What Marxism teaches us about protests in Venezuela

Excerpted from TeleSur English, this article opens a compelling analysis of how Marxism can be used to take apart the recent capitalist media attacks on the Bolivarian Revolution in Venezuela. For the complete article go to tinyurl.com/yx2gyfa

Freedom. Democracy. Stability.

These are the demands that mainstream media will have you believe are behind ongoing anti-government opposition protests in Venezuela, which have since claimed over 50 lives.

Borrowing plot lines from “David and Goliath,” the alphabet soup of corporate news outlets perpetuates the same ill-conceived dichotomy. On one side are the powerless, peace-loving democrats protesting for political freedom. On the other side is the powerful, violent authori­tarian government fighting against those demands.

This narrative, indisputably dominant in mainstream media, is intentionally designed to engender support for regime change in Venezuela. Outlets like CBS, CNN, NBC, ABC, Fox News and The New York Times, for example, are owned by wealthy global elites who are top investors within the military-industrial complex and profit handsomely from endless war.

Publications like the Miami Herald exemplify mainstream media’s drive for war by publishing pieces suggesting “What Trump should do about Venezuela’s drift toward a full-blown dictatorship.” This falls entirely in line with their wealthy corporate backers, who salivate over the idea of recolonizing and privatizing Venezuela’s vast oil resources.

Their rallying cries for U.S. action against Venezuela resemble those made against Yugoslavia, Afghanistan, Iraq and Libya before their respective invasions in 1999, 2001, 2003 and 2011. Anyone who has closely followed these invasions, however, can attest to the central role inaccurate mainstream media reports have played in facilitating their disastrous outcomes.

Let’s not forget that in 2003, for example, establishment news propagated a disastrous lie: the claim that the Iraqi government was then in possession of “weapons of mass destruction.”

But as the U.S.-led Iraq Survey Group was forced to admit in 2003, there was zero evidence that the Iraqi government had produced or stockpiled any weapons of mass destruction since 1991. That was the year United Nations sanctions were imposed against the administration of former President Saddam Hussein.

The results of this lie, as history has shown, were catastrophic. Tens of thousands of Iraqi civilians and combatants died, thousands more were violated and injured, and entire cities were left in ruin.

Moreover, the same media outlets that served as cheerleaders for this illegal invasion, “justified” with unsubstantiated claims, are the same ones that beat the drums of war against Yugoslavia in 1999, Afghanistan in 2001 and Libya in 2011. And in present times, they’re beating the drums of war against Venezuela.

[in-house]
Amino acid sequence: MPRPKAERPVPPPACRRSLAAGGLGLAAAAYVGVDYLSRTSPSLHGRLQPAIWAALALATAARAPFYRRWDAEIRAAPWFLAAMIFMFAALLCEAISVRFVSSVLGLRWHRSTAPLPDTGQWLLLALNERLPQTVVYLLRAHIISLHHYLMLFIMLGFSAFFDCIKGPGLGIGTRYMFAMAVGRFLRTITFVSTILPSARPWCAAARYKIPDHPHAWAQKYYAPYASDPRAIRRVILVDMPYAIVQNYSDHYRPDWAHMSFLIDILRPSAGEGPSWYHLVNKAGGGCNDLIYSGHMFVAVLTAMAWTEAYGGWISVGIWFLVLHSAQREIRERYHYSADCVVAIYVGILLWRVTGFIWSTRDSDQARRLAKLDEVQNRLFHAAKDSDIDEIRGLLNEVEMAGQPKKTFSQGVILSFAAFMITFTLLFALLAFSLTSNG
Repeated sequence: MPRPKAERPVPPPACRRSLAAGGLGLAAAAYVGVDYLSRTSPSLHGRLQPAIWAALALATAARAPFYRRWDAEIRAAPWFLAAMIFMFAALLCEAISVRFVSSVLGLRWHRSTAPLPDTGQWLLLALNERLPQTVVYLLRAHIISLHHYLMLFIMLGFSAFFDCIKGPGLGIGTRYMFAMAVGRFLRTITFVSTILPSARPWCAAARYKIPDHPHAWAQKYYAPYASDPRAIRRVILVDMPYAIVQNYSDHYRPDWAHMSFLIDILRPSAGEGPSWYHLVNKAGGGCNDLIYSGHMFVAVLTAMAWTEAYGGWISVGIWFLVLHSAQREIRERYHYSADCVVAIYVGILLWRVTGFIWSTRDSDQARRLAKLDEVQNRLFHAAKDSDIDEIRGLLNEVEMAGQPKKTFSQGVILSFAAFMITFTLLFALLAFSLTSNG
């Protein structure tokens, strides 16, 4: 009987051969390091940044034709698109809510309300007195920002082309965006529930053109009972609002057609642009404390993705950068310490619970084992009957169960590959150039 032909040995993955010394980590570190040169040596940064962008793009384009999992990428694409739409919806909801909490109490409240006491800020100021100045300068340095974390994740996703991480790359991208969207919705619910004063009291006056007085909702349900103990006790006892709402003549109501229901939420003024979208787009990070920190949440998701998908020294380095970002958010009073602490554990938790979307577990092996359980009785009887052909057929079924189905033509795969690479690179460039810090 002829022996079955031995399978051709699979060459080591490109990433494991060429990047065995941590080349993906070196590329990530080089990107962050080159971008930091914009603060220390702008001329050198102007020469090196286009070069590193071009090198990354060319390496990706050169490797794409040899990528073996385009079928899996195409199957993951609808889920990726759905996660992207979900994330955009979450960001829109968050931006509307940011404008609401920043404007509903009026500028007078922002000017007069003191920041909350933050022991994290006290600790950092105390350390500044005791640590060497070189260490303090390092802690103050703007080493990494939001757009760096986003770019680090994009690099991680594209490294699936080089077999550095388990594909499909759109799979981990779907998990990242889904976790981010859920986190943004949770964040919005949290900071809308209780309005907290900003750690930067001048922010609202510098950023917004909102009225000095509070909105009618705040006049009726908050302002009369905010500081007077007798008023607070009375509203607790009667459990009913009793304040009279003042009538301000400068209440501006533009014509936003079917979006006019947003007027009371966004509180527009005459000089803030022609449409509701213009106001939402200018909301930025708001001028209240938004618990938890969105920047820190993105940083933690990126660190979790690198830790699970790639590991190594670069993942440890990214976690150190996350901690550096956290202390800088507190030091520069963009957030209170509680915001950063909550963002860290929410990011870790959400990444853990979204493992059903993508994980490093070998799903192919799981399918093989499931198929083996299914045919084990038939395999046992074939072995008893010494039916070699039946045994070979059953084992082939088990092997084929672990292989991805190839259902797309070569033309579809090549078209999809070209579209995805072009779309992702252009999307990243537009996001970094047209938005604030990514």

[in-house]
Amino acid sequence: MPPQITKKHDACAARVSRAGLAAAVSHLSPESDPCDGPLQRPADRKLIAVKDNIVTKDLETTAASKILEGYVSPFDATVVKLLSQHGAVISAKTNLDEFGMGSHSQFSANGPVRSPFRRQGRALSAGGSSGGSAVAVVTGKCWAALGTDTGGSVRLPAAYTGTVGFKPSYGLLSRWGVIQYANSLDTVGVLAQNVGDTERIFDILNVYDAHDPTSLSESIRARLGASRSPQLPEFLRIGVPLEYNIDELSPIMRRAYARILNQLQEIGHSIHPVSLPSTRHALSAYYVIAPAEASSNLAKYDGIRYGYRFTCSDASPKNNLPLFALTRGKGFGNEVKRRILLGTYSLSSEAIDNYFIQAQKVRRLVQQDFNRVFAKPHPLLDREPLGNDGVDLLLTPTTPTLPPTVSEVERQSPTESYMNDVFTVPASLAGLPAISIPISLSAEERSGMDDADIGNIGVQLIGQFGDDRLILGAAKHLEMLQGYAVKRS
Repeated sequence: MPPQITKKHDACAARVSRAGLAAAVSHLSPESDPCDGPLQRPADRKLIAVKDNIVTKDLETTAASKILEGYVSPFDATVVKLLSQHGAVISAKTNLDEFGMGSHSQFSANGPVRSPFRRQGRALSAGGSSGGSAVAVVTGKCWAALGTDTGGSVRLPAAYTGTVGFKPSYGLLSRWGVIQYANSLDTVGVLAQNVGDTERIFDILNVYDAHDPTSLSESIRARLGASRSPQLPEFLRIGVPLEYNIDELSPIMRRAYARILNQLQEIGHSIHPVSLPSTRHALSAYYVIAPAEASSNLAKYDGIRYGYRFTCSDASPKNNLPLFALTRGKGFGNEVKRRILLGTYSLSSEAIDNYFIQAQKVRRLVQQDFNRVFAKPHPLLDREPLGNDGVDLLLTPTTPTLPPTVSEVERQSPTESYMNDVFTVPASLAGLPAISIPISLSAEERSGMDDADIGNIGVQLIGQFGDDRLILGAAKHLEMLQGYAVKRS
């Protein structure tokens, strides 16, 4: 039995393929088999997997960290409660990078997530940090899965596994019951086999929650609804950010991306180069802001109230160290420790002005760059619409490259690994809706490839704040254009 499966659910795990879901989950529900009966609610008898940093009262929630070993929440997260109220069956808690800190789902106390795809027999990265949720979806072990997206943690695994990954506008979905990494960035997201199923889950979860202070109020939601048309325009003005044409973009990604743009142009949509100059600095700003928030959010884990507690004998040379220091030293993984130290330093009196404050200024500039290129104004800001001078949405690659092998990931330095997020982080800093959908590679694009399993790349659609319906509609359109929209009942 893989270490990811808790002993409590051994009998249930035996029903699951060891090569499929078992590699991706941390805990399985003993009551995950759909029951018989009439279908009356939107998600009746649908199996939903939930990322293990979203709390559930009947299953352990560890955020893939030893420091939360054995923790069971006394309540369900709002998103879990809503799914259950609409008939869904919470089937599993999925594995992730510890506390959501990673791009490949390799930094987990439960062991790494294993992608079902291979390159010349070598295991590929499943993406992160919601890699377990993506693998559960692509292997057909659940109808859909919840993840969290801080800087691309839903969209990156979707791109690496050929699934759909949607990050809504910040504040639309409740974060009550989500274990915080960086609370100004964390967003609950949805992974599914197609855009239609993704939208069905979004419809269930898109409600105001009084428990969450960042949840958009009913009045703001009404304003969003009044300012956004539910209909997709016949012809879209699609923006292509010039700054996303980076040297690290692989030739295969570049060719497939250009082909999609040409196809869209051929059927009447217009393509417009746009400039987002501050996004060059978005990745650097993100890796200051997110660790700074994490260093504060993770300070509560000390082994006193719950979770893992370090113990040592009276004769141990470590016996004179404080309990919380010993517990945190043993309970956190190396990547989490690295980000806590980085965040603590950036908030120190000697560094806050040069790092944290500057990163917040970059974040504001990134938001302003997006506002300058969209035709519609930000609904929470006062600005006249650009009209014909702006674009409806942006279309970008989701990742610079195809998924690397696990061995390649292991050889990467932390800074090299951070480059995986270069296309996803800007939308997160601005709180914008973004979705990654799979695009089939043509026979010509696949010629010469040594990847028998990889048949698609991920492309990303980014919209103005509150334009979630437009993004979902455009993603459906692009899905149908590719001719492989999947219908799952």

That’s why those who truly want to understand what’s going on in Venezuela can’t rely on publications that have the economic interests of their wealthy corporate backers at heart. Those seeking the truth about protests in Venezuela must ground their investigation in the interests of the working class masses who would be most affected by any ­attack or invasion. . . .

Marxism, a method of studying and responding to world events, is best suited for this since it is fundamentally based on advancing the best interests of workers, the majority, and not wealthy elites, the minority. And as will later be shown, it demonstrates that the worker-led govern­ment is truly promoting freedom, democracy and stability, not the Wall Street-backed opposition.

One of the biggest problems inherent in mainstream media coverage of protests in Venezuela is their method of analyzing them.

If you take a close look at most articles or videos produced by establishment publications, you’ll notice an underlying trend. They discuss present-day turmoil in Venezuela without providing adequate historical context.

Not only do they intentionally leave out the incessant economic and political attacks waged against the Bolivarian Revolution since taking power in 1999, which have hampered the government’s ability to advance peace and stability. They also fail to mention what the country was like before 1999 when late President Hugo Chávez took office and began radically improving conditions for Venezuela’s working-class majority.

Since the early 2000s, for example, supermarket owners affiliated with Venezuela’s opposition have hoarded food products so they can resell them at higher prices and make large profits. Food importing companies owned by the country’s wealthy right-wing elite are also manipulating import figures in order to raise prices on goods.

In 2013, former Venezuelan Central Bank chief Edmee Betancourt ­reported that the country lost between US$15 ­billion and US$20 billion the previous year because of hoarding and price manipulation.

Right-wing sabotage of Venezuela’s … economy, which has been waged on numerous fronts since 1999, serves to bolster political attacks against the government. This tactic of destabilization, expounded upon by U.S. political scientist Gene Sharp, has been used against governments opposed to Wall Street from time immemorial. …

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